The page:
As many of you will know, our Minister Jim Barr is a Pilgrim steeped in the Celtic tradition of peregrinatio, that wandering on land and sea that characterised the Celtic monks of the 6th-8th centuries. Of Scots extraction (generations ago) he is an Australian who seeks a spiritual engagement with the mystery of this continent and its ancient civilisations through a respectful journeying through country – that reality of place revered and understood by First Nations Australians.
As such, Jim is undertaking a range of ‘pilgrim’ journeys, which he will be posting at his own blog, pilgrimstaff.net, but which we’ll also be sharing here!
A training walk today – just a few kilometres around the Bay to prepare for a longer walk on Friday.
I started down through the Forest of the coastal reserve. On reaching the foot of the hill I turn northeast along the beach.
The beach at Waratah Bay curves around past the settlements of Walkerville, Waratah Bay and Sandy Point. As I walk the birds are twittering in the forest on my left and the waves are lapping the ancient rocks to the right.
Some of the oldest rocks in Victoria are found along this stretch of coast. These beautiful eroded beds lie close the the ‘corner where the beach turns from the northeast toward the east.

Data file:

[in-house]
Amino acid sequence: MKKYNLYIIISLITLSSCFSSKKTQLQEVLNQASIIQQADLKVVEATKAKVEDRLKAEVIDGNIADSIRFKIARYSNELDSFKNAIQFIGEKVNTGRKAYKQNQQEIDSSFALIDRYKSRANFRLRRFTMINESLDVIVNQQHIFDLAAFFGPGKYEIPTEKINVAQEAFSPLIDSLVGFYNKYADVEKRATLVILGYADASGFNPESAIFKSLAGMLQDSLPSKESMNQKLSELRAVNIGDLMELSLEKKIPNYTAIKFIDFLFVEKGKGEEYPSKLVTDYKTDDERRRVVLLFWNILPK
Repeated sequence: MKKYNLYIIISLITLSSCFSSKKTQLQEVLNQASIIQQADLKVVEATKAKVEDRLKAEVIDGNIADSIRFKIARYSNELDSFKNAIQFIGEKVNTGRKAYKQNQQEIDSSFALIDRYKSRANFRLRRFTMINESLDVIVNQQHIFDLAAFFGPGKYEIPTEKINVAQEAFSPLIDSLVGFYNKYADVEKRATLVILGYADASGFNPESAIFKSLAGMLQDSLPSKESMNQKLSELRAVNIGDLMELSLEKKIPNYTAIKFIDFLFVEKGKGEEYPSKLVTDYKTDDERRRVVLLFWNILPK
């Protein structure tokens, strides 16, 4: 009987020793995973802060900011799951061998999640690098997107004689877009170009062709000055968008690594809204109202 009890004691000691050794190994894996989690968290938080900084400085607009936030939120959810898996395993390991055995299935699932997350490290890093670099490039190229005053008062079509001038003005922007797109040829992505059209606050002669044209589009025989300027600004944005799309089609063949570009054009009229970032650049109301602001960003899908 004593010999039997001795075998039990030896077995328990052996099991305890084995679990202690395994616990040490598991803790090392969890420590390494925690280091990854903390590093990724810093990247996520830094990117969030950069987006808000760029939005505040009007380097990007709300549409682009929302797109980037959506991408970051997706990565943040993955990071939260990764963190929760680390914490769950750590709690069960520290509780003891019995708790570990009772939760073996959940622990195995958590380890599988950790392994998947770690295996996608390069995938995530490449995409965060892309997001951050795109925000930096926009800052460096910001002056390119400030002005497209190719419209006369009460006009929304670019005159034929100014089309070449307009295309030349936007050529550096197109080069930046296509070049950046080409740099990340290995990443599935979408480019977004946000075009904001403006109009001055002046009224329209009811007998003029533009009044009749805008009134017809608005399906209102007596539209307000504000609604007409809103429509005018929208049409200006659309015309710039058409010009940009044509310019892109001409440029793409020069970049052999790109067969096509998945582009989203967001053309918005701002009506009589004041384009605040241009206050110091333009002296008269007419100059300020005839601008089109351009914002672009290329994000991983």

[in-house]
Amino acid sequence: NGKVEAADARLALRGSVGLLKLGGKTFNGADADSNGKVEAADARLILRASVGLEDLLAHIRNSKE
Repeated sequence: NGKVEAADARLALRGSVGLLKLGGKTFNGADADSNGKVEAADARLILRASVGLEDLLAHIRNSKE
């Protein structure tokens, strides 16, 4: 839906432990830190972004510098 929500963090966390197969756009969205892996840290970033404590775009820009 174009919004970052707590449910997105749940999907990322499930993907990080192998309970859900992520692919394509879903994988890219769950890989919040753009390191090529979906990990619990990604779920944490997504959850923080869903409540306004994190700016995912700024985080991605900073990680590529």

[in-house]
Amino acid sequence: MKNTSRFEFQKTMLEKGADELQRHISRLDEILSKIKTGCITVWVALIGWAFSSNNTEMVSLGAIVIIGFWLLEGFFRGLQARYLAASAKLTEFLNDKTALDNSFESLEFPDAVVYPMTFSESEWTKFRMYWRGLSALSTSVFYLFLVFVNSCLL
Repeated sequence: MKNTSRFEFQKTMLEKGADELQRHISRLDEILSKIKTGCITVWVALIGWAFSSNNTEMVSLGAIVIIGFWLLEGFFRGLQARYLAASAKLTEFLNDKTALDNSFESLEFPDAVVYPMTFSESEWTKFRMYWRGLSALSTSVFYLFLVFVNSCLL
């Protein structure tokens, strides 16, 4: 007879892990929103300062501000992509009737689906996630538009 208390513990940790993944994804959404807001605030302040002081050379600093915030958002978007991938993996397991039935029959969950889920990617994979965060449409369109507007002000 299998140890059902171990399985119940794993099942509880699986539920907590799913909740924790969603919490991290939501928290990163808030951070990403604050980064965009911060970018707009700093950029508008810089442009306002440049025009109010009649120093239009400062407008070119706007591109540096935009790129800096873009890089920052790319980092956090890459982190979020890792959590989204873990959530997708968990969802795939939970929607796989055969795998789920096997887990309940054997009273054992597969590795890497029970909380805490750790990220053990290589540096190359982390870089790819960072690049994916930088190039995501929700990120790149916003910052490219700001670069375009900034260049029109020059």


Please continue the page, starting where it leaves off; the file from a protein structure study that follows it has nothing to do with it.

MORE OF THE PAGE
The threatened hooded plover nests in this beach. Walking these sands reminds us of the fragility of nature and the damage humans are doing to the environment.
Human habitation on this coast goes back many Millenia. Occasional shell middens testify to earliest settlement but many have been scattered by the sea. More recent settlement is witnessed by the occasional ‘pebble’ of weathered hand-made brick dating to 19th century like that below.
The Forest comes right down the beach.
Since medieval times the scallop shell with its radiating lines from the hinge or nodal point of the shell has been the symbol of the pilgrim. “All roads lead to Rome, or Jerusalem, or Santiago de Compostela.” But Celtic pilgrimage has no destination, just hopeful wandering ‘to a land that I will show you’.
I sometimes think the shells on this beach are a better symbol of the twisted, varied, sometimes damaged, often beautiful architecture of life’s journey.
Give me my scallop-shell of quiet/ my staff of faith to lean upon/ my scrip of joy – immortal diet!/ my bottle of salvation / my gown of glory, hope’s true gage/ and thus I’ll make my pilgrimage. (Sir Walter Raleigh)
In the last 100m of the beach walk I came across this scallop shell. Right at the destination – Waratah Bay township. A perfect symbol to finish this little journey!